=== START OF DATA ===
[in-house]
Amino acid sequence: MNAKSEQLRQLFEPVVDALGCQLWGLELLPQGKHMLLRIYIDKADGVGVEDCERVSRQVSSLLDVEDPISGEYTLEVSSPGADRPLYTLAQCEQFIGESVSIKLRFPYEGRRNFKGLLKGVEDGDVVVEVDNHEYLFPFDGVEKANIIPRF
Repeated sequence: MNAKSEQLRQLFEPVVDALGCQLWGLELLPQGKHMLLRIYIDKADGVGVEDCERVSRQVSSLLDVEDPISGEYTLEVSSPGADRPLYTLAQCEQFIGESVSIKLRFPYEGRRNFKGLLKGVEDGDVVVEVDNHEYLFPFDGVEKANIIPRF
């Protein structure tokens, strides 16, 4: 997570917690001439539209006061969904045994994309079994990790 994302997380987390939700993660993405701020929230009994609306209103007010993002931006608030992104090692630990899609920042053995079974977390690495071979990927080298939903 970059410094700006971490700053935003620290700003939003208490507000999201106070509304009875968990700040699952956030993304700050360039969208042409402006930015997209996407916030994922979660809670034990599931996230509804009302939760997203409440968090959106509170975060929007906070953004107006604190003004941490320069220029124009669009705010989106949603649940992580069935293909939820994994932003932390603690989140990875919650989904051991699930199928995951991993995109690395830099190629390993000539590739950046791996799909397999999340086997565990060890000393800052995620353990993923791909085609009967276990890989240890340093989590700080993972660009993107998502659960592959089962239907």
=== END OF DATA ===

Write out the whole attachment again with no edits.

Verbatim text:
[in-house]
Amino acid sequence: MNAKSEQLRQLFEPVVDALGCQLWGLELLPQGKHMLLRIYIDKADGVGVEDCERVSRQVSSLLDVEDPISGEYTLEVSSPGADRPLYTLAQCEQFIGESVSIKLRFPYEGRRNFKGLLKGVEDGDVVVEVDNHEYLFPFDGVEKANIIPRF
Repeated sequence: MNAKSEQLRQLFEPVVDALGCQLWGLELLPQGKHMLLRIYIDKADGVGVEDCERVSRQVSSLLDVEDPISGEYTLEVSSPGADRPLYTLAQCEQFIGESVSIKLRFPYEGRRNFKGLLKGVEDGDVVVEVDNHEYLFPFDGVEKANIIPRF
């Protein structure tokens, strides 16, 4: 997570917690001439539209006061969904045994994309079994990790 994302997380987390939700993660993405701020929230009994609306209103007010993002931006608030992104090692630990899609920042053995079974977390690495071979990927080298939903 970059410094700006971490700053935003620290700003939003208490507000999201106070509304009875968990700040699952956030993304700050360039969208042409402006930015997209996407916030994922979660809670034990599931996230509804009302939760997203409440968090959106509170975060929007906070953004107006604190003004941490320069220029124009669009705010989106949603649940992580069935293909939820994994932003932390603690989140990875919650989904051991699930199928995951991993995109690395830099190629390993000539590739950046791996799909397999999340086997565990060890000393800052995620353990993923791909085609009967276990890989240890340093989590700080993972660009993107998502659960592959089962239907």